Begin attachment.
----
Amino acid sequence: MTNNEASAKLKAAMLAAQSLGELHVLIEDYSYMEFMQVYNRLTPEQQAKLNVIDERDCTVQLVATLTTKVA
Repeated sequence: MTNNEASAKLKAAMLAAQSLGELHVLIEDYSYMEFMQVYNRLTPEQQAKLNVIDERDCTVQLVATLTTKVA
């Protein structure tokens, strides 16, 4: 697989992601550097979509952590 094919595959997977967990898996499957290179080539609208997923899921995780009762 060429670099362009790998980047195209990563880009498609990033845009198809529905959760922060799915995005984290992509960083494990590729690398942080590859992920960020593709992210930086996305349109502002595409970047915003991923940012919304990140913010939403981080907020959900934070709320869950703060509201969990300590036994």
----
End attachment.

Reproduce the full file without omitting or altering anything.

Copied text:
Amino acid sequence: MTNNEASAKLKAAMLAAQSLGELHVLIEDYSYMEFMQVYNRLTPEQQAKLNVIDERDCTVQLVATLTTKVA
Repeated sequence: MTNNEASAKLKAAMLAAQSLGELHVLIEDYSYMEFMQVYNRLTPEQQAKLNVIDERDCTVQLVATLTTKVA
């Protein structure tokens, strides 16, 4: 697989992601550097979509952590 094919595959997977967990898996499957290179080539609208997923899921995780009762 060429670099362009790998980047195209990563880009498609990033845009198809529905959760922060799915995005984290992509960083494990590729690398942080590859992920960020593709992210930086996305349109502002595409970047915003991923940012919304990140913010939403981080907020959900934070709320869950703060509201969990300590036994």